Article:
Stairs and pathways are regular features of small city gardens. Used carefully these spaces provide excellent locations for vertical-growing container gardens without impeding access.
This corner of the garden involves two short flights of stairs and a basement corridor. It benefits from good exposure in the garden and allows for considerable use of vertical space.
In previous years this corner has been used to grow combinations of beans, tomatoes, cucumbers and squash (with varying degrees of success). Different types of containers have been tried over the years.
This year a system of plastic bags is being used (size – 18cm by 18cm by 25cm height). These maximise use of space. In this corner a second row of bags will be used for tomatoes and cucumbers in front of this first row. It will be interesting to see if it works.
Creating a series of string lines allows the plants to grow to 3 metres. This allows the plants to produce their best. Learning how to use string around structures is the basis of vertical gardening in cities. Try to avoid accidents while doing this.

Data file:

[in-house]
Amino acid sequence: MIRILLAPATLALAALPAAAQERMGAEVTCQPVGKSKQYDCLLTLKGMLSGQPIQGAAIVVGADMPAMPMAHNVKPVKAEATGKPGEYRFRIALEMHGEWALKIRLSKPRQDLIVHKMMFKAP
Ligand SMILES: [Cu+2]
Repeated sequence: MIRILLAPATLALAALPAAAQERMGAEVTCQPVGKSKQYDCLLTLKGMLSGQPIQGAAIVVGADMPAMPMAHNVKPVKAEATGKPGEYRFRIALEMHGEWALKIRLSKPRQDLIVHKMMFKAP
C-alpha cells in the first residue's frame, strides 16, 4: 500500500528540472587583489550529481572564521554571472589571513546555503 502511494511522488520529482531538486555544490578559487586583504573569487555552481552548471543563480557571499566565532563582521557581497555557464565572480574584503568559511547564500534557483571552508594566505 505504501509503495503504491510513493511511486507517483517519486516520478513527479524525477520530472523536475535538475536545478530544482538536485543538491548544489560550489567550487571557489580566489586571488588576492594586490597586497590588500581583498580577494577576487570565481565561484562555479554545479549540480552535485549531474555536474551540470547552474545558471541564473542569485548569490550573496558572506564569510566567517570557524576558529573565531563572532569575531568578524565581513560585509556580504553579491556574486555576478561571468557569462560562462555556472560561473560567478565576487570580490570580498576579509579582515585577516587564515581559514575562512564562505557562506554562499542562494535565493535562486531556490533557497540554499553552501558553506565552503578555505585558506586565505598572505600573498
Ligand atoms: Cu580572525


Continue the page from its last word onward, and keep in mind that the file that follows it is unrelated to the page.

Beans are perfectly suited for growing in cities, they require little ground space and make full use of vertical space. They will climb any structure they are grown against. Using a stairwell like this makes picking beans from the top easier.
Last year the basement area was used to grow beans, tomatoes, cucumbers and squash. This makes good use of under-used space in the garden and provides a space with extra height for plants that like to grow tall.
Growing in bags requires care with watering. Bags can dry out easily. A drip irrigation system can be created quite easily with a thin water pipe line (irrigation hose) threaded through the bags for automatic watering. However, I will be using an old fashioned watering can.